Economic Damages: As to economic damages, “a party suffering economic [damages] from defective construction may now bring an action to recover these damages under the [Right to Repair] Act without having to wait until the defect has caused property damage or personal injury.” (Note: Although the Supreme Court states “now,” it was already well understood that homeowners claiming economic damages were required to comply with the prelitigation procedures of the Right to Repair Act before filing suit).
Property Damage: As to property damage, “the [Right to Repair] Act expressly includes property damages resulting from construction defects among the categories of damages recoverable under the Act,” and thus, the Right to Repair Act provides “the exclusive way to recover such damages.”
Personal Injuries: As to personal injuries, “personal injury damages are not listed as a category recoverable under the [Right to Repair] Act,” and thus, “[t]his omission places personal injury claims outside of the scope of [the Act].”
In addition to addressing the types of damage claims subject to the Right to Repair Act, the California Supreme Court also addressed whether a homeowner can bypass the Right to Repair Act’s prelitigation procedures if the homeowner claims a construction defect not specifically addressed in the construction standards of the Right to Repair Act. The Supreme Court held that a homeowner could not. The Supreme Court explained that in addition to the specific construction standards set forth under the Right to Repair Act, Civil Code section 897 also provides a “catchall standard” that provides that “[t]o the extent that a function or component of a structure is not addressed by these standards, it shall be actionable if it causes damages,” and that this “catchall standard” requires that construction defects not specifically addressed under the construction standards of the Right to Repair Act (whether they cause economic damages or property damages) must also comply with the Right to Repair Act’s prelitigation procedures.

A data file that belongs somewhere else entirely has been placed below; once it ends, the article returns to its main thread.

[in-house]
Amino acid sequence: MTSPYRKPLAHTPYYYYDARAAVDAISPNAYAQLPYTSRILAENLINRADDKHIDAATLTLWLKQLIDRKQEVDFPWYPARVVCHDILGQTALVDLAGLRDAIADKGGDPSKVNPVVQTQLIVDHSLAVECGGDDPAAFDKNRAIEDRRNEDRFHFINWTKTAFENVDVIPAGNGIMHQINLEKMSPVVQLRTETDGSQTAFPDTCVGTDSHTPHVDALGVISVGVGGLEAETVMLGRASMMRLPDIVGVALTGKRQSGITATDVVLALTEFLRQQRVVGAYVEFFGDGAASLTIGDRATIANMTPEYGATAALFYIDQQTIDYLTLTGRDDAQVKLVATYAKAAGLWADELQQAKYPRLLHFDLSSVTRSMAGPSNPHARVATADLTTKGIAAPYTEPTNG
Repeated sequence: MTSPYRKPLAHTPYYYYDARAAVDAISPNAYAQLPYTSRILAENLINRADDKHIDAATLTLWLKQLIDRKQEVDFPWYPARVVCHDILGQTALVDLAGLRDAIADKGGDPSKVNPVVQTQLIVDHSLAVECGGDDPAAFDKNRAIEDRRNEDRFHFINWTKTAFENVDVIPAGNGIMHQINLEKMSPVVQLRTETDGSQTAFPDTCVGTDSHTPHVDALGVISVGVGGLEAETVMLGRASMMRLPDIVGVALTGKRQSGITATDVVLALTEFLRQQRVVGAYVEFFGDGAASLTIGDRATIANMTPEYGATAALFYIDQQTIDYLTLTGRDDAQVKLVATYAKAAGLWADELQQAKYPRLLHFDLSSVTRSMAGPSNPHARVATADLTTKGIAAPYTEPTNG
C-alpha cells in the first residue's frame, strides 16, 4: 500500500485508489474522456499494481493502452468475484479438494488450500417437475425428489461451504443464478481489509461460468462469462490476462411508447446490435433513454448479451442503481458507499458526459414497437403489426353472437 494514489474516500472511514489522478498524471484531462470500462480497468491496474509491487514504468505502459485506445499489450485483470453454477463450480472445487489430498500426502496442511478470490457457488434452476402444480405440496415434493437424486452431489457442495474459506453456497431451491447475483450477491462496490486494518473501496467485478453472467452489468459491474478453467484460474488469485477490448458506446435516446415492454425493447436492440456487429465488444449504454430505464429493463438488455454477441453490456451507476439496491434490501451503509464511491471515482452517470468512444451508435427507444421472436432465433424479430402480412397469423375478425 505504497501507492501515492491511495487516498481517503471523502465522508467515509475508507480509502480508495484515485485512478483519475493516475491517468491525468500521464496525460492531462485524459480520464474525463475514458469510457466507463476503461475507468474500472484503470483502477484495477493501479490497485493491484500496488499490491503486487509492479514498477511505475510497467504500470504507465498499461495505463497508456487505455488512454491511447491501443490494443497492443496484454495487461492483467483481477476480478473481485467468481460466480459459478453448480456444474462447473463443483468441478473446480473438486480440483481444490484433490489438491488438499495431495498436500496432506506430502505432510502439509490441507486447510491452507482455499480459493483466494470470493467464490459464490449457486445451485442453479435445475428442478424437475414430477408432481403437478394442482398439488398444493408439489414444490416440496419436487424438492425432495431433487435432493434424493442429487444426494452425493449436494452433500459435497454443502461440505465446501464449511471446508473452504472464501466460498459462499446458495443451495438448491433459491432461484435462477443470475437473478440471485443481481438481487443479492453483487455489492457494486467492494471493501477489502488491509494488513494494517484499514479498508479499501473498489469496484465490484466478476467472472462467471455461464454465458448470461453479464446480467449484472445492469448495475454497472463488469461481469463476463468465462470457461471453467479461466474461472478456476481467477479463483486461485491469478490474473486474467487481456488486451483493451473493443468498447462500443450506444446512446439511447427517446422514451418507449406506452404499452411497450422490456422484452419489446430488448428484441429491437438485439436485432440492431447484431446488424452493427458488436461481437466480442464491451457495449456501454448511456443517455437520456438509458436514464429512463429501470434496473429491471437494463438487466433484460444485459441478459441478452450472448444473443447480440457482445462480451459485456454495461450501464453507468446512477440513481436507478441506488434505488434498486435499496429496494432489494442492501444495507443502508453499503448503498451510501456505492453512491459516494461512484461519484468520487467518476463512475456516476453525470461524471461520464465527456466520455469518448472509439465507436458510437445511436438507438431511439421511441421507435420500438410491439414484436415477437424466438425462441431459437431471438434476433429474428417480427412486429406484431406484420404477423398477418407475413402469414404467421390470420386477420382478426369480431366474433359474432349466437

The California Supreme Court’s decision in McMillin is a big win for builders, general contractors, subcontractors, material suppliers, manufacturers, and design professionals and clarifies that for newly constructed residential housing purchased on or after January 1, 2003:
With the exception of claims for personal injuries, claims for both economic damages, as well as property damage, are subject to the prelitigation procedure set forth under the Right to Repair Act; and
The Right to Repair Act applies to all construction defect claims including construction defects not specifically addressed under the construction standards of the Right to Repair Act.
Although homeowners suffered a loss under McMillin, homeowners still have the ability even after the decision, to bring a claim for personal injuries, breach of contract, fraud and strict liability without first having to comply with the Right to Repair Act’s prelitigation procedures.